After Beatings and Teargas Fail to Suppress Protests, Belarus Authorizes Live Fire

Authorities in Belarus have threatened to step up their clampdown on demonstrations against the strongman leader Alexander Lukashenko, with the interior ministry announcing that law enforcement has been given permission to use combat weapons.

Protests opposing the rule of Lukashenko have taken place both before and after the August 9 election, which has not been recognized internationally. Following the disputed ballot, opposition leader Svetlana Tikhonovskaya left the country.

In what was dubbed a "march of the pensioners," thousands took to the streets of the capital Minsk on Monday, waving the ensign of the opposition, a white flag with a red stripe, while chanting: "Out".

Police used flare guns in tense standoffs between with protesters who were shouting "fascists" as plumes of smoke and spray filled the air. The previous day, over 700 people were arrested for mass protests, during which security forces used water cannons and batons to break up the gatherings.

Belarus protests
A woman argues with officers during a rally to protest against the Belarus presidential election results in Minsk on October 11, 2020. Belarus has threatened to fire on protesters opposing leader Alexander Lukeahsnko. Getty Images

First deputy Interior Minister Gennady Kazakevich accused the protesters of being comprised of "militants, radicals, anarchists and football hooligans," adding, "this has nothing to do with civil protests."

"On behalf of the interior ministry, I say that we will not leave the streets and will guarantee the law in the country. Law enforcement personnel and interior troops will use special equipment and lethal weapons if need be," he said.

So far protests have seen thousands arrested, including school students, in a crackdown that has been condemned internationally. The government announcement suggests an escalation is imminent.

"I don't see it as a sign of transparency, if they want to use live ammunition, lethal weapons, they don't have to announce it. I am quite confident they will use them anyway," said Minsk journalist and non-resident fellow at the Atlantic Council, Hanna Liubakova.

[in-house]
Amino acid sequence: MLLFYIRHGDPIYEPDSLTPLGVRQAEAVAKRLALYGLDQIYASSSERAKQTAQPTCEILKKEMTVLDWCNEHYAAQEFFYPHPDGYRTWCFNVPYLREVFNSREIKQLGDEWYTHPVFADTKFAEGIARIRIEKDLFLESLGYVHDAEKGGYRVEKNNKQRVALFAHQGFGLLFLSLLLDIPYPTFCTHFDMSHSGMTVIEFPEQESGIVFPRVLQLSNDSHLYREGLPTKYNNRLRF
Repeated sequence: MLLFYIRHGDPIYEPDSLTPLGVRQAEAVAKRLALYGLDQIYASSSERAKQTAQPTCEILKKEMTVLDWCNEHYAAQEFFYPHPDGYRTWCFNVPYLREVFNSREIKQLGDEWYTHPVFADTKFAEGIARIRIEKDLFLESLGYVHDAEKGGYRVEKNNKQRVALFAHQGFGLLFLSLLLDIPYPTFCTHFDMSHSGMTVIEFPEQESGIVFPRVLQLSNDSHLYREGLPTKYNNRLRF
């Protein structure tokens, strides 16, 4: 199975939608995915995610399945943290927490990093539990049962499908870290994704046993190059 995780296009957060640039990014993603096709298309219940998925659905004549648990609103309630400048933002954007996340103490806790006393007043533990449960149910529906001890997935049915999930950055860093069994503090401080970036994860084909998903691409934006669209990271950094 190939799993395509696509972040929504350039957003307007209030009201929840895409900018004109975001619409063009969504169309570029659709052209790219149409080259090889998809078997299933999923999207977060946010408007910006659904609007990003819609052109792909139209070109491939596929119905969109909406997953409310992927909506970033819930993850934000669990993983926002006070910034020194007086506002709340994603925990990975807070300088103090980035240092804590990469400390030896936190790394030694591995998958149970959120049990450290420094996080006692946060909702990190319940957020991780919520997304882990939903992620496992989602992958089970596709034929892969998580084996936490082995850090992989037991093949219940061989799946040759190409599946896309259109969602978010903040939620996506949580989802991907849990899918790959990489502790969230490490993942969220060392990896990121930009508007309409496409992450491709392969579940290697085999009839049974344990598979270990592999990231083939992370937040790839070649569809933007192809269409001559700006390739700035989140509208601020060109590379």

"The authorities are trying to find a way to justify violence," she said, "this is a threat to scare people, to get them to stay at home," she told Newsweek.

On Sunday, Lukashenko went to a KGB prison and met with opposition figures including Viktor Babaryko, who was considered his toughest rival in the August elections before he was jailed.

Belarus protests
Belarusian pensioners during a rally to demand the resignation of President Alexander Lukashenko in Minsk on October 12, 2020. Lukashenko is facing widespread opposition after his disputed election victory in August. Getty Images

Others present in the idiosyncratic photo opportunity publicized by state-run media, in which no one appeared to be smiling, were Liliya Vlasova, from the opposition's Coordination Council, which is negotiating a transfer of power, and Vitali Shkliarov, a Belarusian-U.S. strategist who advised the Russian opposition.

The move and the crackdown on Monday are part of a bid to seize back the initiative in amid condemnation of Lukashenko from the European Union and the U.S., Tikhonovskaya's garnering of western support—which the Belarusian president has never enjoyed—and lukewarm enthusiasm from Russian president Vladimir Putin.

"Lukashenko looks weak and he has to show that he is in control of the situation," Liubakova said.

"That is why the next day after the meeting, we saw this escalation—the violence, the hand grenades and the tear gas," she added.

On Monday, the EU reiterated that it did not recognize the election result, condemned state violence against peaceful protesters, and said Lukashenko would be added to an earlier EU sanctions list targeting 40 officials.

The European Council said in a statement that it "strongly condemns violence employed by the Belarusian authorities against peaceful protesters, including youth and women, and the numerous cases of torture and sexual violence.

"It calls on the authorities to release immediately and unconditionally all arbitrarily detained persons, including political prisoners and media workers," the statement added.

Below is a graphic provided by Statista of the share of the vote claimed by Belarusian strongman leader Alexander Lukashenko during his time in power.

Belarus Election 2020 Statista